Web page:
If Your Friends Jump off a Cliff, Would You Do It Too?

Kaitlin-Ann Mulligan @KaitlinAnnCM

On January 16 during a late night poll created by Eric Larriva fifty percent of students who voted on the poll were eager to learn about what dictates society’s social norms. What the students later found out the next day during Wednesday’s lecture was that the mob mentality (also referred to as the heard mentality) is ever present and continues to grow as a social norm within our society.

When class began on January 17, 2018 Kelli Matthews quickly went over our case study assignment. She then added how a person’s selection of the platform of media they use is based on their specific needs and goals with a purpose of fulfilling them. During this time, a poll questioning the amount of usage for new media gratification was conducted. Surprisingly with 50% of the voters stating they use this type of gratification only once or twice a day, while 38% use it more than three times a day, and only 13% consisted of those who would only use it a couple times a week.

The twitter live feed took a turn when the lecture started it’s end into the characteristics of networked publics with the topic of search-ability as we dove back into our past and realized that all of us were either lurkers or those who have been lurked.

 

@BreslerCaroline ‘s tweet on January 17 at 11:16am

 

@rherbstman13 ‘s tweet on January 17 at 11:20am

 

However, this was only the beginning to the bigger conversation. Scalability. “It was only meant for a couple people but then it got out of hand”. Although mob mentality is not considered bullying, this mentality does lead and fuel the concept of bullying as we have seen during class with the example of Justine Sacco’s supposedly satirical tweet.

 

 

We learned that this tweet was only meant for the few hundred people who followed the account but that it quickly increased its reach and became top news all while she was in her 11-hour flight from London to Cape Town. People began to interact directly with the tweet causing its further spread. Within hours the the confusion turned into anger and mob mentality had begun as she was being verbally attacked.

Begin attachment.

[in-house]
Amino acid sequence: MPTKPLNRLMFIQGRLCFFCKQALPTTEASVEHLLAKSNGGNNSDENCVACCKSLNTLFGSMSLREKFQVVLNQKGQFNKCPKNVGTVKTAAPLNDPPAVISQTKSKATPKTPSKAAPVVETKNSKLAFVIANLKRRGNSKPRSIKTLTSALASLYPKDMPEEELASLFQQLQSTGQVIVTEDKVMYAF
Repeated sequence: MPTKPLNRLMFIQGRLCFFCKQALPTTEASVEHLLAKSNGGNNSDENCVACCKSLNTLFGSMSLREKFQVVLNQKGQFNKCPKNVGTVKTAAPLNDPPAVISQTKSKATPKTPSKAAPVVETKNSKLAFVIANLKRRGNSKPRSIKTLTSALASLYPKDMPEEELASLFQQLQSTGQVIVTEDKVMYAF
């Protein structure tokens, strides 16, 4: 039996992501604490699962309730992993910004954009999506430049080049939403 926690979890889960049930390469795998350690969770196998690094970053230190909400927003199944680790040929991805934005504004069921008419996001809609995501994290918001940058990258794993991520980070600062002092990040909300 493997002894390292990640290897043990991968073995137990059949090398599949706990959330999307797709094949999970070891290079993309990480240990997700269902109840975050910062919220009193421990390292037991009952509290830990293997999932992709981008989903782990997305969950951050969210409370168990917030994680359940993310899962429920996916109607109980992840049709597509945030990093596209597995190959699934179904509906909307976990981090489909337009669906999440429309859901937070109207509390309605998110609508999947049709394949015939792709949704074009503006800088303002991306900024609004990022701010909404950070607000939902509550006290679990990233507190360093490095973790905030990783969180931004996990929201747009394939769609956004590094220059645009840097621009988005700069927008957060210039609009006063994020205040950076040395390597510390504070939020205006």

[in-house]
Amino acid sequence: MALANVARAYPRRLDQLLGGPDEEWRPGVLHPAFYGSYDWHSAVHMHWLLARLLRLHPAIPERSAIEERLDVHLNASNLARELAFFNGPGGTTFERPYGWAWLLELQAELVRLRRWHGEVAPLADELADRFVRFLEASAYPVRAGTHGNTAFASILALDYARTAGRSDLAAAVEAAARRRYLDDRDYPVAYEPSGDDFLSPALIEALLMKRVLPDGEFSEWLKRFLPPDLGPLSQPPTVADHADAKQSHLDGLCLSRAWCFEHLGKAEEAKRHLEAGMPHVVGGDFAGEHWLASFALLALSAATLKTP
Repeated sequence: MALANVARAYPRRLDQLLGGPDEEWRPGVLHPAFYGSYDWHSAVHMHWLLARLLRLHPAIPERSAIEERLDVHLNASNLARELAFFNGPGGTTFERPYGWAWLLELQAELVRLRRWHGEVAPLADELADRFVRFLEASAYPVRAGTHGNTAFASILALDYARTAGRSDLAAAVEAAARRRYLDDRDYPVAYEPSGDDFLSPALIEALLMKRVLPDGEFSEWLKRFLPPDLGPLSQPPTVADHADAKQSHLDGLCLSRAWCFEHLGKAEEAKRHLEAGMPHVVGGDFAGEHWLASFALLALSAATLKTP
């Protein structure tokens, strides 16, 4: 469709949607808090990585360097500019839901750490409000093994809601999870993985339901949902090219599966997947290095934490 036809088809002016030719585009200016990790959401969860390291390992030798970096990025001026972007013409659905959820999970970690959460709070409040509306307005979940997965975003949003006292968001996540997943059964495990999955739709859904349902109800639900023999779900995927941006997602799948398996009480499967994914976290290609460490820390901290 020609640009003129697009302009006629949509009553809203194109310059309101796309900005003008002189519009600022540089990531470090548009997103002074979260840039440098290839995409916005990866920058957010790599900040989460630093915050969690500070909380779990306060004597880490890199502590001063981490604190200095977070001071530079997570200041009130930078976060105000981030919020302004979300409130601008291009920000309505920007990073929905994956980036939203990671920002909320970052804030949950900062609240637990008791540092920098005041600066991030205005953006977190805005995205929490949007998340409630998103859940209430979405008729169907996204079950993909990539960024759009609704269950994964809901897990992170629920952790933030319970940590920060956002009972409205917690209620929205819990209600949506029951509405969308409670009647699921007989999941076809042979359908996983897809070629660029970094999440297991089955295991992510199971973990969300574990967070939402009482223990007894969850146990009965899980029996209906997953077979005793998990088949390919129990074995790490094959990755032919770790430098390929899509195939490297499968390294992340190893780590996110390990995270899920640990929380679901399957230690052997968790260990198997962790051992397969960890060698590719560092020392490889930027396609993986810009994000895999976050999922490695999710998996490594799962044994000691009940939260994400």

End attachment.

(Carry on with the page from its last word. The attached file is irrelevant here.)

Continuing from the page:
The idea of mob mentality is well known in our society and can be seen almost everywhere. We have had first hand experience with it, seen it happen online, and even watched shows that had incidents of it.

 

@jordynvolk ‘s tweet on January 17 at 11:47am

 

This phenomenon causes individuals’ identity to disappear causing anonymity. People who become part of a larger community, especially online, tend to lose all sense of responsibility and forget about their individual actions by thinking its invisible or drowned out in the group of louder voices. This can lead to the numerous individuals disassociating themselves from the real world once they are behind a screen, making them capable of doing or saying anything.

 

Statistics from Live Feed:

Tweets: 100

  • 81 Original Posts
  • 15 Retweets
  • 4 Replies

Reach: 17,002

Participants: 45

Impressions: 100,000+

Polls Taken: 2

 

This Article Has 2 Comments
  1. Stacia says:

    Thanks for the post Kaitlin-Ann! Looking back on the Justine Sacco scandal, I am left perplexed. People feel they have a voice on social media that they don’t have in “real-life”. This can be great as it gives introverts a platform for discussion. However, for those saying hurtful or ignorant things, this causes some larger implications. It’s great that people were able to tell Justine just how insensitive her tweet was, however, those same individuals lacked the compassion that Justine lacked. When Justine landed and eventually tried to issue an apology do you think she really changed as a person? I have a hard time believing that the comments she received were insightful enough to make her realize what she said was wrong. This continues to be an issue and something we are going to have to learn to manage as social media continues to grow as a popular form of communication.

  2. Touching back to the Justine Sacco case, it was mentioned in class whether or not the people responding to what Justine tweeted was or wasn’t bullying. In my opinion even though those people voiced their opinion and joined as a community to let her know she was wrong definitely bullied her. There comments were negative and hurtful. Even though it seems like the right thing to do, the multiple accounts that responded has negative feedback. That makes them no better than her. Instead those should not hide behind their screens, and give positive reinforcement in her situation. Or to avoid the whole controversy, do not let the stupidity of the tweet become something more than it is. As a community we tend to focus on the immature and dumb things that happen in the world. If we do not pay attention or do not blow the situation out of proportion we can avoid hurting people that may just want attention.

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